The river channel has been straightened with fewer areas of slower, deeper water, areas of sediment disposition are larger and more frequent, the riparian habitat is degraded or eliminated, and the river has been disconnected from natural and historic adjacent wetlands areas.

The South Arkansas River is a tremendous biological resource. From its origins high in the Sawatch Range, the South Arkansas flows along and through public lands, ranchlands, businesses and residential neighborhoods, providing drinking water to the city of Salida as well as valuable habitat to the many wildlife species that use the river corridor.

While rivers and wetlands make up only 2 percent of our land cover in Chaffee County, 80 percent of wildlife species use them at some point in their life cycle. Healthy riparian areas, or the green ribbons of vegetation that line rivers, act as a living filter and help attenuate floods, enhance water quality and recharge groundwater.

Central Colorado Conservancy and Collegiate Peaks Chapter of Trout Unlimited are teaming up with local landowners to study opportunities along the South Arkansas River to improve water quality, riparian habitat and fish habitat while at the same time supporting landowners and their goals.

While this work is focused on maintaining and improving health of the overall watershed, we are currently engaged in an exploration of opportunities for a 1.2-mile reach of the South Arkansas River from CR 107 downstream (east) to the confluence with the main stem of the Arkansas.

We have used grant and donation funding to hire a consortium of locally based expert consultants who are completing a river health assessment, and along with adjacent landowner input, developing a conceptual design for enhancement along this reach of the Little River. We hope to have completed this phase before year’s end. Volunteers from Collegiate Peaks Chapter of Trout Unlimited and staff from the Greater Arkansas River Nature Association are collaborating to implement the Colorado River Watch water quality monitoring program on the South Arkansas. The River Watch program is defined as “Real people doing real science for a real purpose.” True citizen science that we want to continue into the foreseeable future.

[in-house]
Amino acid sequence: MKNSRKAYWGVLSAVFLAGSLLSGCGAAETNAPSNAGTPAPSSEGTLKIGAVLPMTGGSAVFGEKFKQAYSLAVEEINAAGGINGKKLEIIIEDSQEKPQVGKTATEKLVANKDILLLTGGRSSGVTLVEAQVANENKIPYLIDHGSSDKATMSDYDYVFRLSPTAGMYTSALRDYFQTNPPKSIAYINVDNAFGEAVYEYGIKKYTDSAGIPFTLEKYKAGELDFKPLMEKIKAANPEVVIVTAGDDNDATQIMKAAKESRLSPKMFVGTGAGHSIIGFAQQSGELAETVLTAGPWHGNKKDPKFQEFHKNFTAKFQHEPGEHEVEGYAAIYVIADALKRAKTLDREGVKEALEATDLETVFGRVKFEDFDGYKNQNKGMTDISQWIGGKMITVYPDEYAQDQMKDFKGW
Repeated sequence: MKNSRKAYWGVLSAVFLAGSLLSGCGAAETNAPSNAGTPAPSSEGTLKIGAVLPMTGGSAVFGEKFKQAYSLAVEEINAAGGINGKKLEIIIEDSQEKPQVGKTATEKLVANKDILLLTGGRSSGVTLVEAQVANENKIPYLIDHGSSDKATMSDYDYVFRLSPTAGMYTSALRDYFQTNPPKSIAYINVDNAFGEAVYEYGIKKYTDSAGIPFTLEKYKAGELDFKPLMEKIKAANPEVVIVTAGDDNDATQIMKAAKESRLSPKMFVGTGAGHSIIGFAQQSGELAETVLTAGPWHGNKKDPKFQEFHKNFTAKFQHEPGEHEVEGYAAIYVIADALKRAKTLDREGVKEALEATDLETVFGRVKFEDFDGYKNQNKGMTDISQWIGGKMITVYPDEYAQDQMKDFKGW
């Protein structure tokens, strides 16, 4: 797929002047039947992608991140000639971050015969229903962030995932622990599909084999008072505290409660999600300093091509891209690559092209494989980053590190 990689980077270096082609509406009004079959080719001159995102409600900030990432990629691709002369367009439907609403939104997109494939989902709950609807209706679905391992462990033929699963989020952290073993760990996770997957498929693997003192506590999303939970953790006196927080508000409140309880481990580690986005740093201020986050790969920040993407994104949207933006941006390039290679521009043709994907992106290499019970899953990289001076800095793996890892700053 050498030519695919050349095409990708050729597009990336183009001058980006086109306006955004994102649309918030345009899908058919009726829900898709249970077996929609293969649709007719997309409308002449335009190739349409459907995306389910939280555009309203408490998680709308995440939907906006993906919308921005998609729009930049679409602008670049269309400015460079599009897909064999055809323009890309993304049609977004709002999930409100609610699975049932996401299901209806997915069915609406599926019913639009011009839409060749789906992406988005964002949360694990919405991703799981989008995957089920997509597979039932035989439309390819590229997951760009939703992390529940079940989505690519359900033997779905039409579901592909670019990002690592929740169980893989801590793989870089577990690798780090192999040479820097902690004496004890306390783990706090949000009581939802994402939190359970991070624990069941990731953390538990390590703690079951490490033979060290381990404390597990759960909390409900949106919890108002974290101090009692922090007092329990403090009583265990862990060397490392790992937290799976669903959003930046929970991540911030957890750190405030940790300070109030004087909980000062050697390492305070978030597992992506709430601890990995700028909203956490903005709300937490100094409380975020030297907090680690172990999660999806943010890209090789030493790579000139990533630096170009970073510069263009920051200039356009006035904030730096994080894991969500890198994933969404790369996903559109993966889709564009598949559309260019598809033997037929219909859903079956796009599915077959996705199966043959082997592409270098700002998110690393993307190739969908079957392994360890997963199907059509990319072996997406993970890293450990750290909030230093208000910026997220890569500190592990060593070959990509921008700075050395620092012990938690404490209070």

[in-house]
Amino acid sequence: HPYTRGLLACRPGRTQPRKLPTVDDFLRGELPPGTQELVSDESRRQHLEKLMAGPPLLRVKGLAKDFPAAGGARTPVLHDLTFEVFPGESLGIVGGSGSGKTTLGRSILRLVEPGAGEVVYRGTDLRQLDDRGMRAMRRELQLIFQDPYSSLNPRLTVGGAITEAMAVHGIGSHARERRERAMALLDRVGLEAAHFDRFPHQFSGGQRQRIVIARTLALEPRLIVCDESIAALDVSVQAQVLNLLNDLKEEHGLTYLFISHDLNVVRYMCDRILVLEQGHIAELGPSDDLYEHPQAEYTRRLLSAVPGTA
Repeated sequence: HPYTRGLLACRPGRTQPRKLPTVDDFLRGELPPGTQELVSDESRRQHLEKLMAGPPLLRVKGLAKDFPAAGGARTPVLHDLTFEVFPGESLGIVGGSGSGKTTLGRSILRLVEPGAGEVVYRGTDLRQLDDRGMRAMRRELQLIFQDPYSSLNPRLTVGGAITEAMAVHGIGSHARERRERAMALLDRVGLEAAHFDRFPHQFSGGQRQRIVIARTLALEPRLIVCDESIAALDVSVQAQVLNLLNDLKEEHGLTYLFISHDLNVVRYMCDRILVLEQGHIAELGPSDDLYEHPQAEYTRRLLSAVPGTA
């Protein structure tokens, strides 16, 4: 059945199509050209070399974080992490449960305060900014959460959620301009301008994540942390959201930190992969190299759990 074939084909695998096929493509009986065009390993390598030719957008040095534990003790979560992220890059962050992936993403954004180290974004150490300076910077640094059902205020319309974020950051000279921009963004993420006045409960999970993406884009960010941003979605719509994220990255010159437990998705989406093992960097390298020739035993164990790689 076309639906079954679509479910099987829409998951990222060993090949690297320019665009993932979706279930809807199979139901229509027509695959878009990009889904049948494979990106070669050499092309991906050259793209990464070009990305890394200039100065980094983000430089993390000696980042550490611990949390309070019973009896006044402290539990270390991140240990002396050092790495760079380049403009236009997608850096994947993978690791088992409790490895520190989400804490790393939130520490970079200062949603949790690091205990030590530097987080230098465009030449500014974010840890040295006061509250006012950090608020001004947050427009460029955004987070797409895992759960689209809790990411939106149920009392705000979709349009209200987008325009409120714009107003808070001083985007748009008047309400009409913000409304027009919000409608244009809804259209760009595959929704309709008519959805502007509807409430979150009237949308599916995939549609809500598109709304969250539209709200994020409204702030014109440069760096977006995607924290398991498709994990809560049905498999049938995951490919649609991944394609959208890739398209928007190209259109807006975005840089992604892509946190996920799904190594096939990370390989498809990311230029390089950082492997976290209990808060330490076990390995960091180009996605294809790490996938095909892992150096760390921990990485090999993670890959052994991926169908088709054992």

After completing 48 hours of training and in possession of several hundred dollars of testing equipment, three volunteers expect to complete our initial on-site sampling sometime this summer. Look for us on the Little River near the pedestrian bridge. We hope to expand to additional sites in the future, hopefully including some sites on the main stem of the Arkansas as we acquire more resources and as additional volunteers are trained. It is a long-term commitment to monitoring the health of our rivers.

For more information about Collegiate Peaks Chapter, including our events and projects, visit our website,

Keith Krebs is chapter president and youth education coordinator for Collegiate Peaks Chapter of Trout Unlimited.

by Keith Krebs and Daniel Omasta

The drought of 2018 was a tough one for Colorado – especially for rural communities that battled catastrophic wildfire or watched irrigated fields go dry and saw tourists leave as the rivers were closed and fires were banned.

While this winter has brought much needed relief to our watersheds, we cannot forget how connected we are to the swings of any given water year.

The Arkansas River Valley is fortunate in its ability to develop collaborative projects that improve our collective resources and defend against the hardships of tough years like 2018. The Voluntary Flow Management Program (VFMP) in place on the Arkansas River, for example, helps stabilize flows for heathier fish populations, provides much needed water for the rafting seasons and continues to meet the demands of irrigators and downstream decrees.